Tier 4 mapped: Covid data pinpoints 5 areas with high infection rate amid Tier 4 lockdown

Tier 4 restrictions will need continue 'until Easter' says expert

Prime Minister Boris Johnson announced the introduction of Tier 4 in response to rising rates of infection attributed to the new Covid variant. Under the new rules, people should not be entering or leaving Tier 4 areas, while residents must not stay overnight away from home. Where people cannot work from home they are still permitted to use public transport where necessary. Tier 4 restrictions are very similar to a full scale lockdown, as non-essential retail, indoor leisure, indoor entertainment and all personal care sectors such as hairdressers, have been forced to close their doors again.

The new variant of coronavirus is understood to be responsible for the new Tier 4 restrictions, accounting for more than 95 percent of all new cases. 

Professor Neil Ferguson, a member of the Government’s New and Emerging Respiratory Virus Threats advisory group (NervTag), told a Science Media Centre briefing on the new variant of coronavirus that cases outside of Tier 4 “are increasing at similar rates” of affected areas.

He added: “It’s just that the virus is a lower proportion of all cases and therefore it’s less visible in the overall case numbers as yet.”

The following areas are currently under Tier 4 restrictions:

  • All 32 London boroughs plus the City of London
  • Kent and Medway
  • Buckinghamshire
  • Berkshire (Bracknell Forest, Reading, Slough, Wokingham, Windsor and Maidenhead and West Berkshire)
  • Surrey (excluding Waverley)
  • Hastings and Rother
  • Havant, Gosport and Portsmouth
  • Hertfordshire
  • Essex (excluding Tendring, Uttlesford and Colchester)
  • Central Bedfordshire, Bedford, Milton Keynes, Luton
  • Peterborough

We will use your email address only for sending you newsletters. Please see our Privacy Notice for details of your data protection rights.

And Wales has also gone into full lockdown amid rising cases.

But with Boris Johnson due to make an announcement this evening, there are fears more areas could be plunged under the tough rules.

Tier 4 is a “stay at home” order, which means you cannot leave your home unless you have a reasonable excuse.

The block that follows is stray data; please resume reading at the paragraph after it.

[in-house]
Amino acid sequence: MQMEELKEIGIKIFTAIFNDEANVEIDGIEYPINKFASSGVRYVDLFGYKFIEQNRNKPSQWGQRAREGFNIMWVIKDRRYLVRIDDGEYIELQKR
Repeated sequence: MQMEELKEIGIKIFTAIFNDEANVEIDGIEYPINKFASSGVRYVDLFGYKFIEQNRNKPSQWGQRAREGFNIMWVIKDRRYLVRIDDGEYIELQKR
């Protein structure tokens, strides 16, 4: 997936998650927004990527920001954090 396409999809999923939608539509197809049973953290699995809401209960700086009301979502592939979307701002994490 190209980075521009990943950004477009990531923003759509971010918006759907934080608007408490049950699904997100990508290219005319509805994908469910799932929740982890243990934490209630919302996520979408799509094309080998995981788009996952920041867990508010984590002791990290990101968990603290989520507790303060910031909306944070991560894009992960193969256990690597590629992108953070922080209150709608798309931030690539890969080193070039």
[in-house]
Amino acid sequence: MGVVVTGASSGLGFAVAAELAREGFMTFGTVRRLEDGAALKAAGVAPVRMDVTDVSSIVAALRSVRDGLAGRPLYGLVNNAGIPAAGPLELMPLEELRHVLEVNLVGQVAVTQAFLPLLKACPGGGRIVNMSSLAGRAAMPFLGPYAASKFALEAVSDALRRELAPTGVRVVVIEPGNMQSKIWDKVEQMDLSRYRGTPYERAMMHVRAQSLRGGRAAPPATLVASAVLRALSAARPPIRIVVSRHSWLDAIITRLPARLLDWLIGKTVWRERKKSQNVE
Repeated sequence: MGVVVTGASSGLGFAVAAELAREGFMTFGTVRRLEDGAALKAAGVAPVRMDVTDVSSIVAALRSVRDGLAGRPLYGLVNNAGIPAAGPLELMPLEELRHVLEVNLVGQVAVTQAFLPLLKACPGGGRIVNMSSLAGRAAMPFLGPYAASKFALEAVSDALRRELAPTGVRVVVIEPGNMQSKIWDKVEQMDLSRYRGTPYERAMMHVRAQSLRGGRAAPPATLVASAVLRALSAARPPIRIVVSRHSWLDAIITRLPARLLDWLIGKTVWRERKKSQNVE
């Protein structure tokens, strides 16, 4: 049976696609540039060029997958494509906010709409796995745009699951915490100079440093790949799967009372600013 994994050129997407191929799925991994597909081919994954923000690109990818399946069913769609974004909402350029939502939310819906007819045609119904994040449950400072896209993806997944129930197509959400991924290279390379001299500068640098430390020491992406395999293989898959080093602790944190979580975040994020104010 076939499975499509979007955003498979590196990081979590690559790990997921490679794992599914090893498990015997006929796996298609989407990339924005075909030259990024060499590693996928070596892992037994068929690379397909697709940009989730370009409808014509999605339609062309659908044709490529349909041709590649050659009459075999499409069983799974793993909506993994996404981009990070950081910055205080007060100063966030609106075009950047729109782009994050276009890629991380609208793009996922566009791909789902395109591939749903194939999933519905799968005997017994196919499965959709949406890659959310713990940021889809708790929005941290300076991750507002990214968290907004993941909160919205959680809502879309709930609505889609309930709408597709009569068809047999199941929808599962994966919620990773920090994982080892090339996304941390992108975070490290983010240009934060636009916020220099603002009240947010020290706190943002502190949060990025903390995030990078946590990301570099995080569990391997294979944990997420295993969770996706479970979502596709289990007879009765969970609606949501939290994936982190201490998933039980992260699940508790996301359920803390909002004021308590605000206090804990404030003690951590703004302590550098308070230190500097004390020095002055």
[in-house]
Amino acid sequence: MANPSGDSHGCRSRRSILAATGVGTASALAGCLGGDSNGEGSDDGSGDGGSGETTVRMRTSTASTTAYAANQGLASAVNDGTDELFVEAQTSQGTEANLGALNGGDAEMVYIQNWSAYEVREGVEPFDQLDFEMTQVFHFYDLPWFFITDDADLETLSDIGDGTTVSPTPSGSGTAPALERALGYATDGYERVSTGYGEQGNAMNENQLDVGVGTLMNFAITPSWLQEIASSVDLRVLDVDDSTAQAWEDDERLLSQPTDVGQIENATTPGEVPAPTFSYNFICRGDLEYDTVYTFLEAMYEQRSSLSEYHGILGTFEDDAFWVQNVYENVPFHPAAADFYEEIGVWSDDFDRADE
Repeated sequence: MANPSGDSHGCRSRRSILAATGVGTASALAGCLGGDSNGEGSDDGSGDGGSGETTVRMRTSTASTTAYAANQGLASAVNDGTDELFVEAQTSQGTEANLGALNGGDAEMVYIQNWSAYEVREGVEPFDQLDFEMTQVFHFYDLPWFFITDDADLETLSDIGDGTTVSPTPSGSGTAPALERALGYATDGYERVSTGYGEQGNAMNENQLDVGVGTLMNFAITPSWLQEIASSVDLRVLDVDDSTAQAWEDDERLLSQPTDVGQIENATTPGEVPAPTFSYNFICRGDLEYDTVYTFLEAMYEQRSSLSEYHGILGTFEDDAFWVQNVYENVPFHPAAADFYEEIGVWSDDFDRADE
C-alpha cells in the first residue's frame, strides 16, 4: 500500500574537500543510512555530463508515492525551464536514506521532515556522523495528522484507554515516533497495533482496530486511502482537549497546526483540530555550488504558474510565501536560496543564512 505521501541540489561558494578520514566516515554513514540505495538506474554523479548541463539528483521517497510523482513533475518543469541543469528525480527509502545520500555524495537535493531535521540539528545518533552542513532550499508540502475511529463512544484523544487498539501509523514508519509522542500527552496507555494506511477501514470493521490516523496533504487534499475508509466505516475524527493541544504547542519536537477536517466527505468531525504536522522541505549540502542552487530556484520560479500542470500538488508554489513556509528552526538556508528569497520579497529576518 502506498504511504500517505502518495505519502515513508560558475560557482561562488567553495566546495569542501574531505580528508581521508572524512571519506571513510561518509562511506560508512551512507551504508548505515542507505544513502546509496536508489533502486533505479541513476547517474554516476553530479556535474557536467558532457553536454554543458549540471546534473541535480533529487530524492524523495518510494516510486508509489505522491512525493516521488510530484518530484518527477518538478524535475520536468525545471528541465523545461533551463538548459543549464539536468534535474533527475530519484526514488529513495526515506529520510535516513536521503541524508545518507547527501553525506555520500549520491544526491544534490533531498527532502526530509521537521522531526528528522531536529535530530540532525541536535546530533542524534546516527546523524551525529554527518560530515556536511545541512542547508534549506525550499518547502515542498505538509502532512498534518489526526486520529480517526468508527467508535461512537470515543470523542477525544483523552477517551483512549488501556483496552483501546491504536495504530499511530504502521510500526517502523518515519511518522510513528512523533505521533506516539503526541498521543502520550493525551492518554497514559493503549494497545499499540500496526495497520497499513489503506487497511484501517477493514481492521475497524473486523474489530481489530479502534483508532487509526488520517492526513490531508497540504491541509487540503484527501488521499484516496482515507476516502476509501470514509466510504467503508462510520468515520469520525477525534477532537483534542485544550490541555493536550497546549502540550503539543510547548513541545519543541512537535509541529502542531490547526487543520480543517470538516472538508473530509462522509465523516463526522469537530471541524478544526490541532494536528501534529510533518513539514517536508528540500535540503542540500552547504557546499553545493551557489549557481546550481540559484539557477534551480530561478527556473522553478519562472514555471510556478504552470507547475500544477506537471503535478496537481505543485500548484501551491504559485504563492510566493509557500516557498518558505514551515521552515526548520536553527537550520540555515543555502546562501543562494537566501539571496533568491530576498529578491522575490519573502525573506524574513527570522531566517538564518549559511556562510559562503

This includes work and volunteering, essential activities such as food shopping, education, childcare or for exercise.

The guidance states: “You cannot meet other people indoors, including over the Christmas period, unless you live with them, or they are part of your support bubble.

“Outdoors, you can only meet one person from another household.”

The latest Gov.UK coronavirus cases data shows the areas currently under the new lockdown are leading the way with the infection rate.

In Wales, Merthyr Tydfil has an infection rate of 1,225 per 100,000 population. Bridgend’s rate is 1,118 while Newport’s is 878.

Coronavirus LIVE update: Lockdown rules to stay [INSIGHT]
Tier 4 must remain ‘until we get vaccinations up and running’  [REPORT]
Boris Johnson making Covid announcement TODAY – What time? [EXPLAINED]

Medway in Kent’s rate is 931.9 per 100,000, compared to 925.4 in Havering and 793.5 in Redbridge.

Elsewhere in England, East Sussex’s rate is 353.4, while Peterborough – also Tier 4 – is reporting a rate of 349.1.

But the data also shows five other upper-tier local authority areas reporting numbers of a similar level.

These are:

Stoke on Trent – 351.4

South Tyneside – 309.3

Wolverhampton – 291.2

Mid and East Antrim – 289.4

Leicester – 286.

While these rates seem rather low compared to the highest levels of more than 1,000 per 100,000 population, they fall between other areas that are in Tier 4.

For example, Surrey’s rate is 285.5, while Buckinghamshire is recording an infection level of 284.9.

Portsmouth too, has a lower rate, at 280.1 – but all three are under Tier 4 rules. 

This is followed by Kensington and Chelsea at 269.6, Camden at 262.9 and Westminster at 259.1.

There is no indication as yet about which areas could fall under any extend Tier 4 area, however.

Source: Read Full Article